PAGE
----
Other Amps

Jensen’s vs Celestion’s in 2x12 cabinet

1

What would I expect from the differences between Jensen American speakers and Celestion British speakers in a 2x12 speaker cabinet. It’s the low power tweed twin sized and it’s open / closed back with removable back baffles for either. I know original brownface blonde cabinets had oxfords or others, tweed twins had P12N’s, and Setzer has vintage 30’s. Amp is a tweed bassman 5f6A. If I had a 2x12 cab with something like Jensens how would that sound and how would that compare with a 2x12 cab with something like celestions. What do people like in the tweed bassman? I’m not talking about Jensen and celestion specifically, can be any brand speaker like weber or WGS, but let’s call this the Jensen vs Celestion discussion.

2

Well they are telling me here that Celestion is darker sounding - but that is a generalization, of course.

3

Have used many of both types along the way, as I'm sure most of the members here have as well. Generally speaking I've found the main strength of Jensen speakers is their overall versatility, especially for clean-oriented sounds like classic country, jazz and 50s blues based material where edge-of-amp distortion is the desired effect. Celestions tend to be more mid oriented and break up with a somewhat gritter (some would say ballsier) distortion more suited to late 60s to contemporary rock based material. That's not to say Celestions can't give you a nice warm clean tonality as well. Personally, I've grown to embrace the more "American" sounding textures of a good Jensen (and it's many clones) speaker. I find them especially appealing for archtop hollow and semi hollow bodied instruments, including my Gretsch '59 6122.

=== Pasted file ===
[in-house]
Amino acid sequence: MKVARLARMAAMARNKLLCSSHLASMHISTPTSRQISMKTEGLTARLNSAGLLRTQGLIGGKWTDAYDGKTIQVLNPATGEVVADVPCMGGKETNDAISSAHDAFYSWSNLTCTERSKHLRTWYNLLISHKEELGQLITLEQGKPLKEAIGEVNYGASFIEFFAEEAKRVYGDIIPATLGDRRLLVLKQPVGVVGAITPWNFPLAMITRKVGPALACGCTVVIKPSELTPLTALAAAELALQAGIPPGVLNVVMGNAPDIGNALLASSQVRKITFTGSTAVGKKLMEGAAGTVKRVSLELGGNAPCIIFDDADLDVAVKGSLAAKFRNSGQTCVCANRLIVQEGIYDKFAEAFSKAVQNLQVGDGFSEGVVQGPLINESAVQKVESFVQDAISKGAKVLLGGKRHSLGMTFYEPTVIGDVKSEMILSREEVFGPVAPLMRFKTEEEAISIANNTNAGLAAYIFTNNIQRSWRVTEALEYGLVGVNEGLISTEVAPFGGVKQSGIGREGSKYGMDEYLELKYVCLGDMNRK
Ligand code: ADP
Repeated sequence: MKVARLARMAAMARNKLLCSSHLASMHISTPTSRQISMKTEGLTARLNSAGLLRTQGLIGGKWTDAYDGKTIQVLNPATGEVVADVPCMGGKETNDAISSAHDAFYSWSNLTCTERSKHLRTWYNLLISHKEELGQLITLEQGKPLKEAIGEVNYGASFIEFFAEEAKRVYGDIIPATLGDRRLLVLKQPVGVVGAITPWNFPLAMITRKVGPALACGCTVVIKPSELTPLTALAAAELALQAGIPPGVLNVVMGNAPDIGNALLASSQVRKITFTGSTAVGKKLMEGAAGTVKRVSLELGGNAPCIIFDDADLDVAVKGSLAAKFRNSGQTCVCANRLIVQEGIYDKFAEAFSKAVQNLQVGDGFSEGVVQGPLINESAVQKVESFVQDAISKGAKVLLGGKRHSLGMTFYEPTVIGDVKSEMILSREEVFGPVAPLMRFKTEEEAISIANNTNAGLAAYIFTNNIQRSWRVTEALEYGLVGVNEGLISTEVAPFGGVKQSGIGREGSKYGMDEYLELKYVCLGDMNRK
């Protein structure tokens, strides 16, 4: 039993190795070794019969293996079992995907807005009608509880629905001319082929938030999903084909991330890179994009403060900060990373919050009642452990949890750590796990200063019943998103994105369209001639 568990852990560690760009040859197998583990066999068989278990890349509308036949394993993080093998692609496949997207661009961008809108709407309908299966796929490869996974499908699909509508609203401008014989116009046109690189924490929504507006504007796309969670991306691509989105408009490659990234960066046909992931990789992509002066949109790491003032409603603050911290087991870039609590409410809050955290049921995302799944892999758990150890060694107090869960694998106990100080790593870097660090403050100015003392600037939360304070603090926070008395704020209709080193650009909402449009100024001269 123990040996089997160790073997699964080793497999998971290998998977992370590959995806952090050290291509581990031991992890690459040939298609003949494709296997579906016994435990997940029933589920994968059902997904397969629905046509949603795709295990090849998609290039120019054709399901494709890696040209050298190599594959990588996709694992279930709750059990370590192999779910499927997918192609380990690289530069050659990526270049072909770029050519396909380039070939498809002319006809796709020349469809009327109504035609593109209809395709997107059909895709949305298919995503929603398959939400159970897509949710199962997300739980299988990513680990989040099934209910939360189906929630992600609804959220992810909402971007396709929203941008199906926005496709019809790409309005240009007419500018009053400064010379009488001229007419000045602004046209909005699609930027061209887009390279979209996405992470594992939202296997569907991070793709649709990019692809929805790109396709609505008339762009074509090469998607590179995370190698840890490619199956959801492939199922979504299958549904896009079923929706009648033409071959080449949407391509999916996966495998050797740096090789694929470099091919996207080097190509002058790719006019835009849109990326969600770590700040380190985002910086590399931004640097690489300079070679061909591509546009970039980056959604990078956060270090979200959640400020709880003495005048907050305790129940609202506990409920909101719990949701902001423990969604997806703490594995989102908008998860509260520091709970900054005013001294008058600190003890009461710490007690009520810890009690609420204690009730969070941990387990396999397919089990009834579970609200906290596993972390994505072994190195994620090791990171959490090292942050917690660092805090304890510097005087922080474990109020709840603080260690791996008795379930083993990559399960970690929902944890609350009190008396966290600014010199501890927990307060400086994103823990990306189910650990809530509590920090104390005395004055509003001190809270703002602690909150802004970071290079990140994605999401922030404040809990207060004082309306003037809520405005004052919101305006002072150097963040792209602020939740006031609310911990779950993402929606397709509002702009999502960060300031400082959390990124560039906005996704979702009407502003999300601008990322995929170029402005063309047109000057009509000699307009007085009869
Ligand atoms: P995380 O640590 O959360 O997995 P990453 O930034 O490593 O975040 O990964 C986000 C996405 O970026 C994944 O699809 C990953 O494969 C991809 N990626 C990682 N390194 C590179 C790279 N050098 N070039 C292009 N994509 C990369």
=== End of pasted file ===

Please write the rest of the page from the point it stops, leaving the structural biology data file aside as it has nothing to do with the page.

4

First of all....you can't be that general. There are good Jensens & Bad Jensens/ There are good Celestions, and different Celestions, and more different Celestions, and bad Celestions. Vintage 30's and C12N's are very similar.

5

I had reissue Jensen p12q and Weber 12A125A in tweed deluxe (25w output and power transformer) Both alnico, with the Jensen sounding best to me. The alnico sounded great by its self but in a band / gig it sat to far back in the mix and the low end would get too mushy for me. Just kind of disappeared. I changed to a Celestion Greenback and now the amp is more up front, more dynamic, faster responding, bottom holds together better, more punch and more headroom.

6

Thats all good information, especially the V30 and C12N, Thanks all

7

First of all....you can't be that general. There are good Jensens & Bad Jensens/ There are good Celestions, and different Celestions, and more different Celestions, and bad Celestions. Vintage 30's and C12N's are very similar.

– Billy Zoom

the bad jensens are made in italy :). ..and its not italy's fault

8

I have had an Italian Jensen C15N in use for over a decade, no complaints.

And I have a pair of Italian P10R's that came with my CVR, again no urge to replace except when using the 15.

I'll need to look up in my favorites the many ways to curse in Italian...

9

I think many guitar-related generalizations are based on what has been done with something, not necessarily what can be done with it. For example, we can say that a Jensen speaker is better for edge of breakup tones, and a Celestion is better for more distorted classic rock, but all that means is that Marshalls were popular during the classic rock era, and just happened to be loaded with Celestions. We can say EL84's are "British sounding", and 6V6 are "American sounding", but it just so happens that those tubes were in abundance in their respective countries, and that's how they ended up in those amplifiers - I think we can all agree that amplifier circuit is what makes the difference in tone. I had an Egnater amplifier that allowed me to choose between British and American power section tubes. They sounded identical.

Back to speakers, there are so many different models of speaker made by Celestion and Jensen, and when you figure in other variables such as cabinet specifications and amplifier, it is truly impossible to generalize and still give an accurate assessment.


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